PWM essentially turns on/off your motor very quickly... if it turns off in the middle of a step, your motor will free-wheel until it is turned on again which can result in the chattery noisy result you are getting.
    If your PWM is high enough it happens so quickly that even if it turns off while the motor is taking a step, it will turn on again so fast that you won't notice anything.
    One more issue with using PWM while turning the motor... Stepper motors usually operate at variable stepping frequencies... if the PWM you are using to keep heat down is a multiple of the stepping frequency you end up with issues do to harmonics that you will not notice unless the motor moves at a specific speed. (This is hard to identify)
    For the sake of your project, I would limit the use of PWM to never... or only when you want the motor to stop. (Keep the outputs the same on the microcontroller, and feed PWM to the inputs.)

    Just to clarify, in your application, PWM has nothing to do with motor speed, and will only help you manage waste heat as a trade-off for torque.
    Stepping frequency has everything to do with speed of the stepper motor

    Edit:
    Found an extended data sheet... and although the section is for a 297 and not a 293 look at page 32 (or 5/12) it does have some useful information for driving stepper motors and will show the desired values for the enable pins and the 4 input/outputs. (Note that Stepper motors have a firing order much like cars do... it is important that the order is correct or it will not run well)
     
    Last edited: Jul 8, 2014
    Harald Kapp likes this.
  9. (*steve*)

    (*steve*) ¡sǝpodᴉʇuɐ ǝɥʇ ɹɐǝɥd Moderator

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    The other (perhaps overly simplistic) thought I have is that perhaps the motor can't step that fast.
     
  10. Gryd3

    Gryd3

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    Jun 25, 2014
    I'll be a little red in the face if this is the case... I thought to mention slowing it down... but I don't think I ever did!
    The PWM implementation that is currently in play needs to go out the door first and foremost though.
     
  11. KrisBlueNZ

    KrisBlueNZ Sadly passed away in 2015

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    Or just being accelerated or decelerated too quickly...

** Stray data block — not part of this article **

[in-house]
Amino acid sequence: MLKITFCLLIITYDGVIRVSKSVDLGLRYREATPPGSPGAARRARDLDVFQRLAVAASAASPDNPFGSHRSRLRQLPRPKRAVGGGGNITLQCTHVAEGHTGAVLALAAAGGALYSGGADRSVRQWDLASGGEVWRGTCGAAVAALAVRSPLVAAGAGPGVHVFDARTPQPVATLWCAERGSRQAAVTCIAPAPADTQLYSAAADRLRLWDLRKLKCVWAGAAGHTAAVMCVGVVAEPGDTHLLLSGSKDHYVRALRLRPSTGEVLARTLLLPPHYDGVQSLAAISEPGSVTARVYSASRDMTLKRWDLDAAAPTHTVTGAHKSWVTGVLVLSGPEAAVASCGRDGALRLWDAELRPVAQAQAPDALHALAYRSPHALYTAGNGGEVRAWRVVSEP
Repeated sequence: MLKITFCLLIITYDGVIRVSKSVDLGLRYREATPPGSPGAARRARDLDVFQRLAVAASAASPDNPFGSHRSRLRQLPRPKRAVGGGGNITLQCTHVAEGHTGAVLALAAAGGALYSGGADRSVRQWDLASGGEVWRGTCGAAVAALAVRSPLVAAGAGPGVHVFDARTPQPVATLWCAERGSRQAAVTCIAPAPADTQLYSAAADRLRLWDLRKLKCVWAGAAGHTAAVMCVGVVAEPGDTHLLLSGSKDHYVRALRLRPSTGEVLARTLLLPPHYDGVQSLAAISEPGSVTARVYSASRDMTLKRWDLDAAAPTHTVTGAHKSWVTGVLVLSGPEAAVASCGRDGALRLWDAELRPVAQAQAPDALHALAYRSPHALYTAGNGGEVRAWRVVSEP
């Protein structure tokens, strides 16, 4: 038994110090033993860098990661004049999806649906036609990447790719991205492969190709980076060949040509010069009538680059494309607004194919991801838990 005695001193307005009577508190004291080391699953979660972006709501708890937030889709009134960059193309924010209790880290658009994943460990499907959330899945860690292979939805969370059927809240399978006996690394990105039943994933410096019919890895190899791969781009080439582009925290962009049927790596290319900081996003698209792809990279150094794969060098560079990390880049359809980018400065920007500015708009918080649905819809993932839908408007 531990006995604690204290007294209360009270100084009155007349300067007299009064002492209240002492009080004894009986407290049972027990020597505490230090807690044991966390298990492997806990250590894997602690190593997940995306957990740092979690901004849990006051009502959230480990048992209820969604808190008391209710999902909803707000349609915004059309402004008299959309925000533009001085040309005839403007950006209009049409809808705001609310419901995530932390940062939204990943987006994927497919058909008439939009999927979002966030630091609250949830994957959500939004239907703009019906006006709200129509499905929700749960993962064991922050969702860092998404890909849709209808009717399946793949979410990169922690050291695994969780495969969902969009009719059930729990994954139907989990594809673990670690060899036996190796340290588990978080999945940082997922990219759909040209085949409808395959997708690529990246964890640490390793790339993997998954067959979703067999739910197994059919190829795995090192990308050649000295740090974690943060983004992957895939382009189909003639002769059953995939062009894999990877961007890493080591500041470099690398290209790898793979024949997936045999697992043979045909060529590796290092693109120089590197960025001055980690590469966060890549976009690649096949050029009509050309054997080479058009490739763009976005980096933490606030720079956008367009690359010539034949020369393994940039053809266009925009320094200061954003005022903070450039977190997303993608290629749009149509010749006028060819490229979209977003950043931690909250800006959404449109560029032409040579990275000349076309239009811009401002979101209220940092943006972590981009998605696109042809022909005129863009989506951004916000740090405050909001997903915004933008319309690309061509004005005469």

12. maham ahmed

    maham ahmed

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    Jul 7, 2014
    ok Thanku..nw my Motr is working smoothly by giving the 5v to both the enable pins.
    bt what if I want to control the speed of mtr through pwm? what should be pwm's frequency? I have tried 1.22khz bt at this freq Motr is missing the steps.

    another problem is my l293dd is getting very hot.I don't knw y.plz tell me.
     
  13. maham ahmed

    maham ahmed

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    Jul 7, 2014
    so how can I control the speed of my Motr without using pwm ? can I control the speed by varying the delay between steps?
    if true then I don't think so there will be variety in the variation in speed of motor through the value of delay
     
  14. (*steve*)

    (*steve*) ¡sǝpodᴉʇuɐ ǝɥʇ ɹɐǝɥd Moderator

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    PWM is not used to control the speed of stepper motors. The rate that you step it controls the speed.
     
  15. Gryd3

    Gryd3

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    Jun 25, 2014
    You will need to adjust your stepping frequency to adjust motor speed.
    The only need you should have for using PWM would be to keep heat down when the motor is stopped and holding position.
    PWM adjusts the speed on regular motors because the average voltage applied to the motor is lower, thus slowing the motor down. Stepper motors are unique in that in a simplistic sense, the motor will always move 1 step even with a variance in voltage supplied.
    http://www.geckodrive.com/g717-90-4.html is an example Stepper Motor from Gecko Drive that has a 1.8 degree step. This means that you will need to make 200 steps to make the motor do one full rotation.
    In THIS example:
    200 Hz = 1 RPM
    1.2kHz = 6 RPM

    Of course this is dependant on the type of step you are feeding it... half step of course will go slower because you are subdividing the steps. Your motor will go slower, but your steps are smaller so you have finer control.

    Would you mind posting the logic you are using to step your motor with? Are you using pre-made code, or did you explicitly specify the state of your output pins? There should only be 8 different outputs on your microcontroller to drive a 5-wire stepper.

    As far as the heat in the l293dd is concerned, the datasheet shows an on-board heatsink being used. I think it is expected to run warm, but you may need to compensate. Excess heat could also be generated if there is a fault in the steps you are feeding your motor.. (But it is running smoothly as you say, so that may not be the issue) Hopefully someone else with thermal experience can help.
     
  16. Gryd3

    Gryd3

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    Jun 25, 2014
    What else are you using with your circuit? Why ask if you can control the speed of a stepper with PWM?
    Are you using this in an R/C? As many of the outputs for these controls are PWM to control the brushless motors and servos.